through a windfall profits tax, whatever "unjust" profits the
producer has made. In other words, while proclaiming the
superiority of the American "free enterprise" system over
socialist systems in which governments maintain extensive
controls over prices and profits, the American people approve
of these same socialist principles in their own nation. But,
of course, they do so under the rubric of the American
"private property" system rather than under the American
"socialist" system.

One of the ironies is that during depressed economic
conditions, when some oil companies go broke or bankrupt, the
American people take the attitude of, "That's their problem.
They chose to go into the oil business, and they can't cry
when it fails to pan out." But when conditions change, and
demand for the product suddenly increases, Americans take the
same attitude as their counterparts in China, the Soviet
Union, and Cuba: "It's not fair for others to have more when I
have less. I need the oil and gas. He's gouging me. I am
'forced' to pay these high prices. Take his product and his
income away from him and give it to me."

And another irony is that when price controls are instituted,
the problems which arise from those controls are never blamed
on the controls themselves. Instead, just like in other
socialist countries, the problems are always blamed on others,
usually "the evil, greedy, profit-seeking, bourgeoisie swine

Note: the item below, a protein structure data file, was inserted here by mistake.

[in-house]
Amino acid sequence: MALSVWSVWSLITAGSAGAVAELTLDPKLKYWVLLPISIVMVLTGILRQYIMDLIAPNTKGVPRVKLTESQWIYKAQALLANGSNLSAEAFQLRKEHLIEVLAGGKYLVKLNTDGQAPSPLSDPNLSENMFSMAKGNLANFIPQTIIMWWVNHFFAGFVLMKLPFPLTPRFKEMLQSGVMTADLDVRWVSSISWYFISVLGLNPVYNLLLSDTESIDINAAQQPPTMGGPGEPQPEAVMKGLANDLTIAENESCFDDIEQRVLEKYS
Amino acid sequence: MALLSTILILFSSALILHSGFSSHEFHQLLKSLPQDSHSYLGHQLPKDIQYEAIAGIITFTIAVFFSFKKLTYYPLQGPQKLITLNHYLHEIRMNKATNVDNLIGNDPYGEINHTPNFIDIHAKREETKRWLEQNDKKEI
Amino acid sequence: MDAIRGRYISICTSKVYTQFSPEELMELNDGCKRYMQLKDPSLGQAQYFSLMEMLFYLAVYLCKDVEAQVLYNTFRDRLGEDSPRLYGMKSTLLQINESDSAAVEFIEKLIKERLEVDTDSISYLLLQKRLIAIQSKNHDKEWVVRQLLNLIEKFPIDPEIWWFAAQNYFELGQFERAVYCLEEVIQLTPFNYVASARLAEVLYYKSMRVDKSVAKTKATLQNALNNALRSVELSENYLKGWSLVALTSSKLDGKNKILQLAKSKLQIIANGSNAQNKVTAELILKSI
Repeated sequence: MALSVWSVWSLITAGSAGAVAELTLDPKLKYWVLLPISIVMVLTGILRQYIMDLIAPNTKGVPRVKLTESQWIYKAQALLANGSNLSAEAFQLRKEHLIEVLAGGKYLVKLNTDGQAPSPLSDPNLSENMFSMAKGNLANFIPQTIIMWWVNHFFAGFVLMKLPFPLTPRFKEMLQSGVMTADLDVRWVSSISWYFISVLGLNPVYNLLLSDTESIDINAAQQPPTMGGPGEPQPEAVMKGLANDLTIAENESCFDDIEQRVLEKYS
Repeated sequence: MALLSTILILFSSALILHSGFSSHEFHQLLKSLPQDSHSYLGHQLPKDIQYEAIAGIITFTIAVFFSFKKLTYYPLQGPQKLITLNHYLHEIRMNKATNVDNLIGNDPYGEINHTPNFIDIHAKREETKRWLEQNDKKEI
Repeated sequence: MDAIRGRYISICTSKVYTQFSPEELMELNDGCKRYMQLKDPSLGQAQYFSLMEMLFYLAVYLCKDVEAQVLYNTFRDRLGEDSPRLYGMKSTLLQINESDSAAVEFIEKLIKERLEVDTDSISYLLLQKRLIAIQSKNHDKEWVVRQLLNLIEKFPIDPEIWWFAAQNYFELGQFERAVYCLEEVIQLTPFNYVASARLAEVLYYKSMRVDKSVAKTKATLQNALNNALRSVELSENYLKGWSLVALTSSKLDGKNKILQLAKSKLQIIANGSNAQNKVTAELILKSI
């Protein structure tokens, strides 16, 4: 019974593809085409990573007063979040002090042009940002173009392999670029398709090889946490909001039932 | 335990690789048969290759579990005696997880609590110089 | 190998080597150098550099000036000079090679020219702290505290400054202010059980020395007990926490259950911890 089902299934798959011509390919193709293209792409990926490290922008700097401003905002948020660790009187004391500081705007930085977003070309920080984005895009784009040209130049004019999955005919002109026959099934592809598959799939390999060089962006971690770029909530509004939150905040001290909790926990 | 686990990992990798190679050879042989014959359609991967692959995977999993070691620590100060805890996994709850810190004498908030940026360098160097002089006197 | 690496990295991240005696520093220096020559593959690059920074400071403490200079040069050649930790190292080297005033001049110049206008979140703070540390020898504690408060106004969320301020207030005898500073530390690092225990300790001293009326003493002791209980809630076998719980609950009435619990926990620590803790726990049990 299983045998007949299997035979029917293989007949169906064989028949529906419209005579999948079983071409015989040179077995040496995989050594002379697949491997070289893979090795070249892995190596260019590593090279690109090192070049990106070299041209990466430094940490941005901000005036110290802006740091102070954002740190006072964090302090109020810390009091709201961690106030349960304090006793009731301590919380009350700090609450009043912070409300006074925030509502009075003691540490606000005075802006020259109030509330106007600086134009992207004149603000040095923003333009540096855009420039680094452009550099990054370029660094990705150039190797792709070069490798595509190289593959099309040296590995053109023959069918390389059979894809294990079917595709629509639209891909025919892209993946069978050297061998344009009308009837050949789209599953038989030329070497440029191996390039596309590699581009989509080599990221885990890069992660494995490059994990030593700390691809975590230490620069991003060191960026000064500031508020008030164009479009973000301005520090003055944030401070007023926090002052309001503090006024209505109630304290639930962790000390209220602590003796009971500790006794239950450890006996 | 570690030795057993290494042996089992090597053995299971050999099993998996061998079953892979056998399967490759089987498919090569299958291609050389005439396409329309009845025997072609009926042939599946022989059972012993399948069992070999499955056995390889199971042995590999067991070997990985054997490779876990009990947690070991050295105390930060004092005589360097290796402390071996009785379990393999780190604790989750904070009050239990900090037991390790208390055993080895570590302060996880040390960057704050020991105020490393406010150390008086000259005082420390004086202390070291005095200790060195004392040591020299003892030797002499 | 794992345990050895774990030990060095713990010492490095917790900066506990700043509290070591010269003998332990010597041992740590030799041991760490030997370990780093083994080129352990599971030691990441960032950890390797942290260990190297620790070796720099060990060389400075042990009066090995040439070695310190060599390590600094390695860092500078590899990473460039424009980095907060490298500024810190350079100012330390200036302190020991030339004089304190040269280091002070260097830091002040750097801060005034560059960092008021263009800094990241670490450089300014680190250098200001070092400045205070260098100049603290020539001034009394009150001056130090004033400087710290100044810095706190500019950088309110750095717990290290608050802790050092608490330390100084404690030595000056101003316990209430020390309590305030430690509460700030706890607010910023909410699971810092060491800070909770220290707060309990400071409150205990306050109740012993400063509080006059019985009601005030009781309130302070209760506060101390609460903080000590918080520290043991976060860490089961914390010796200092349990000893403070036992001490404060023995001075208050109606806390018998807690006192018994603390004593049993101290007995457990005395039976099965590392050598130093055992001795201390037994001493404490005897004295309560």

of a capitalist pig."

The best example of this was the price controls imposed on the
oil industry by the American government in the 1970s. What was
the result of those controls? The same result found in the
Soviet Union, China, and Cuba when price controls are imposed
there: shortages and long lines. But did the American people
blame them on the political controls themselves? Of course
not. That would have been considered unpatriotic. So, the
shortages and long lines were blamed on American oil-
producers. And how do Americans explain the fact that no
shortages and long lines have developed as a result of the
recent Middle East crisis? They are unable to do so because
they have no idea only political control over prices, and not
private owners and producers of oil and gas, create shortages
and long lines.

The major disaster of price controls and windfall profits, of
course, is the abandonment of the sanctity of private
property. But the secondary disaster is that the economic
situation always becomes worse as a result of the political
intervention. People do not realize that prices are simply the
market's method of providing signals in the same way that a
thermometer uses temperature to provide signals. High prices